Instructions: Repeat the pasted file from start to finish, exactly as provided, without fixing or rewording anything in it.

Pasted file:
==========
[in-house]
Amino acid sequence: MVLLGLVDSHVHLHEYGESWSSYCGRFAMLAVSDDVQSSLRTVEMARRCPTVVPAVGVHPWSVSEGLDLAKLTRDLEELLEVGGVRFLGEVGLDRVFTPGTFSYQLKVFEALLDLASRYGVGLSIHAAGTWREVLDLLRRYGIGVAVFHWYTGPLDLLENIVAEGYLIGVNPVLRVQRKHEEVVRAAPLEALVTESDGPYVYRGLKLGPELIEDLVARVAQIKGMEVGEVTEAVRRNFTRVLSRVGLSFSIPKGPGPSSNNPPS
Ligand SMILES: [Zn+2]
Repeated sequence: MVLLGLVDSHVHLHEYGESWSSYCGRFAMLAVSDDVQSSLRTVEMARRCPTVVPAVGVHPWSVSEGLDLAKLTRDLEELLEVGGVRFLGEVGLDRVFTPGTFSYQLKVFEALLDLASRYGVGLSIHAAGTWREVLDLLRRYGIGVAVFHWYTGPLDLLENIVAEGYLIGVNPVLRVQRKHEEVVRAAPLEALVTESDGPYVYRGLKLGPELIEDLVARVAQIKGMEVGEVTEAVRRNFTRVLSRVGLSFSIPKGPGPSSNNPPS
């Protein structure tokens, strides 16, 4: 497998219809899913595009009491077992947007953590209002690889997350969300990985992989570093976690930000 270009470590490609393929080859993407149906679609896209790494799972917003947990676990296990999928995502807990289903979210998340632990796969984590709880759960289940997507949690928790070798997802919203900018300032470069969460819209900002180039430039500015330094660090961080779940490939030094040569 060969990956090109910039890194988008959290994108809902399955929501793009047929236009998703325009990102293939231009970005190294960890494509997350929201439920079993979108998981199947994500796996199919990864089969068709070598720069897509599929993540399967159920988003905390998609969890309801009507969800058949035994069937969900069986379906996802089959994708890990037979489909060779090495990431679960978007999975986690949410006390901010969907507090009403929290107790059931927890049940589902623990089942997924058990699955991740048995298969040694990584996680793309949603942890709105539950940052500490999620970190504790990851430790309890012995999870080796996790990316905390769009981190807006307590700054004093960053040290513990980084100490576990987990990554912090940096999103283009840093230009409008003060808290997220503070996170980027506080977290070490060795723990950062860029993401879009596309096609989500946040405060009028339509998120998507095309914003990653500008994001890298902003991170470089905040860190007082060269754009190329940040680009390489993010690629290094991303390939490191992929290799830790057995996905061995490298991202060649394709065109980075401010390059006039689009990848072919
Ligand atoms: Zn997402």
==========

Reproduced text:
[in-house]
Amino acid sequence: MVLLGLVDSHVHLHEYGESWSSYCGRFAMLAVSDDVQSSLRTVEMARRCPTVVPAVGVHPWSVSEGLDLAKLTRDLEELLEVGGVRFLGEVGLDRVFTPGTFSYQLKVFEALLDLASRYGVGLSIHAAGTWREVLDLLRRYGIGVAVFHWYTGPLDLLENIVAEGYLIGVNPVLRVQRKHEEVVRAAPLEALVTESDGPYVYRGLKLGPELIEDLVARVAQIKGMEVGEVTEAVRRNFTRVLSRVGLSFSIPKGPGPSSNNPPS
Ligand SMILES: [Zn+2]
Repeated sequence: MVLLGLVDSHVHLHEYGESWSSYCGRFAMLAVSDDVQSSLRTVEMARRCPTVVPAVGVHPWSVSEGLDLAKLTRDLEELLEVGGVRFLGEVGLDRVFTPGTFSYQLKVFEALLDLASRYGVGLSIHAAGTWREVLDLLRRYGIGVAVFHWYTGPLDLLENIVAEGYLIGVNPVLRVQRKHEEVVRAAPLEALVTESDGPYVYRGLKLGPELIEDLVARVAQIKGMEVGEVTEAVRRNFTRVLSRVGLSFSIPKGPGPSSNNPPS
């Protein structure tokens, strides 16, 4: 497998219809899913595009009491077992947007953590209002690889997350969300990985992989570093976690930000 270009470590490609393929080859993407149906679609896209790494799972917003947990676990296990999928995502807990289903979210998340632990796969984590709880759960289940997507949690928790070798997802919203900018300032470069969460819209900002180039430039500015330094660090961080779940490939030094040569 060969990956090109910039890194988008959290994108809902399955929501793009047929236009998703325009990102293939231009970005190294960890494509997350929201439920079993979108998981199947994500796996199919990864089969068709070598720069897509599929993540399967159920988003905390998609969890309801009507969800058949035994069937969900069986379906996802089959994708890990037979489909060779090495990431679960978007999975986690949410006390901010969907507090009403929290107790059931927890049940589902623990089942997924058990699955991740048995298969040694990584996680793309949603942890709105539950940052500490999620970190504790990851430790309890012995999870080796996790990316905390769009981190807006307590700054004093960053040290513990980084100490576990987990990554912090940096999103283009840093230009409008003060808290997220503070996170980027506080977290070490060795723990950062860029993401879009596309096609989500946040405060009028339509998120998507095309914003990653500008994001890298902003991170470089905040860190007082060269754009190329940040680009390489993010690629290094991303390939490191992929290799830790057995996905061995490298991202060649394709065109980075401010390059006039689009990848072919
Ligand atoms: Zn997402």